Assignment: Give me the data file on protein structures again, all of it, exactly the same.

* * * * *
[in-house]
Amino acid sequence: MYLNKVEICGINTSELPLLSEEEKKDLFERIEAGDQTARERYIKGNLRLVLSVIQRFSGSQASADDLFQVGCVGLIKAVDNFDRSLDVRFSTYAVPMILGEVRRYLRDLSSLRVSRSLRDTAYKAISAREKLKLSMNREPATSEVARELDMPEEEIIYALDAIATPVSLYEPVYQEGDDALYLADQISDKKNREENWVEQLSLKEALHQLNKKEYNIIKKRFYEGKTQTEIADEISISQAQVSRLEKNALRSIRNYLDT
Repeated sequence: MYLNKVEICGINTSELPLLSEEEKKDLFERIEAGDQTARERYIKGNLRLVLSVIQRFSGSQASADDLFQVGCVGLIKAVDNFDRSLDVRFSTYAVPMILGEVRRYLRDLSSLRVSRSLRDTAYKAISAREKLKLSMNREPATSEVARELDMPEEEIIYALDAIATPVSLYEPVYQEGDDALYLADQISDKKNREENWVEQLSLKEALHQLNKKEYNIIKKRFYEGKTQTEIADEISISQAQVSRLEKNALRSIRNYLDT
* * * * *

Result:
[in-house]
Amino acid sequence: MYLNKVEICGINTSELPLLSEEEKKDLFERIEAGDQTARERYIKGNLRLVLSVIQRFSGSQASADDLFQVGCVGLIKAVDNFDRSLDVRFSTYAVPMILGEVRRYLRDLSSLRVSRSLRDTAYKAISAREKLKLSMNREPATSEVARELDMPEEEIIYALDAIATPVSLYEPVYQEGDDALYLADQISDKKNREENWVEQLSLKEALHQLNKKEYNIIKKRFYEGKTQTEIADEISISQAQVSRLEKNALRSIRNYLDT
Repeated sequence: MYLNKVEICGINTSELPLLSEEEKKDLFERIEAGDQTARERYIKGNLRLVLSVIQRFSGSQASADDLFQVGCVGLIKAVDNFDRSLDVRFSTYAVPMILGEVRRYLRDLSSLRVSRSLRDTAYKAISAREKLKLSMNREPATSEVARELDMPEEEIIYALDAIATPVSLYEPVYQEGDDALYLADQISDKKNREENWVEQLSLKEALHQLNKKEYNIIKKRFYEGKTQTEIADEISISQAQVSRLEKNALRSIRNYLDT